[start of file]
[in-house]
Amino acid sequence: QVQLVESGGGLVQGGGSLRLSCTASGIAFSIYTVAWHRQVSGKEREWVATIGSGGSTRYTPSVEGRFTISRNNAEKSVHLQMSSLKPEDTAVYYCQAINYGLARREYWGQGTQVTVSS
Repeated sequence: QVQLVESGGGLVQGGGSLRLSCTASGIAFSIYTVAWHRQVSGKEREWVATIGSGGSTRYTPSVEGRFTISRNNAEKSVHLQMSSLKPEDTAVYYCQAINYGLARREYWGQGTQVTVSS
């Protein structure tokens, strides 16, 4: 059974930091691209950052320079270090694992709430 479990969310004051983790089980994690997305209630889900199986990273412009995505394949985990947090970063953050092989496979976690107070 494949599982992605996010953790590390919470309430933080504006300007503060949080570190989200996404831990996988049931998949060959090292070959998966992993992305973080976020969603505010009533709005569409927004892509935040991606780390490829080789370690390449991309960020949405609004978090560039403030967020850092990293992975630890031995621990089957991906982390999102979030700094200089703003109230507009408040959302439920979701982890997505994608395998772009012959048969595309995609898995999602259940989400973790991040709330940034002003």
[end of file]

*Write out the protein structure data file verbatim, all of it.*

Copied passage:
[in-house]
Amino acid sequence: QVQLVESGGGLVQGGGSLRLSCTASGIAFSIYTVAWHRQVSGKEREWVATIGSGGSTRYTPSVEGRFTISRNNAEKSVHLQMSSLKPEDTAVYYCQAINYGLARREYWGQGTQVTVSS
Repeated sequence: QVQLVESGGGLVQGGGSLRLSCTASGIAFSIYTVAWHRQVSGKEREWVATIGSGGSTRYTPSVEGRFTISRNNAEKSVHLQMSSLKPEDTAVYYCQAINYGLARREYWGQGTQVTVSS
């Protein structure tokens, strides 16, 4: 059974930091691209950052320079270090694992709430 479990969310004051983790089980994690997305209630889900199986990273412009995505394949985990947090970063953050092989496979976690107070 494949599982992605996010953790590390919470309430933080504006300007503060949080570190989200996404831990996988049931998949060959090292070959998966992993992305973080976020969603505010009533709005569409927004892509935040991606780390490829080789370690390449991309960020949405609004978090560039403030967020850092990293992975630890031995621990089957991906982390999102979030700094200089703003109230507009408040959302439920979701982890997505994608395998772009012959048969595309995609898995999602259940989400973790991040709330940034002003």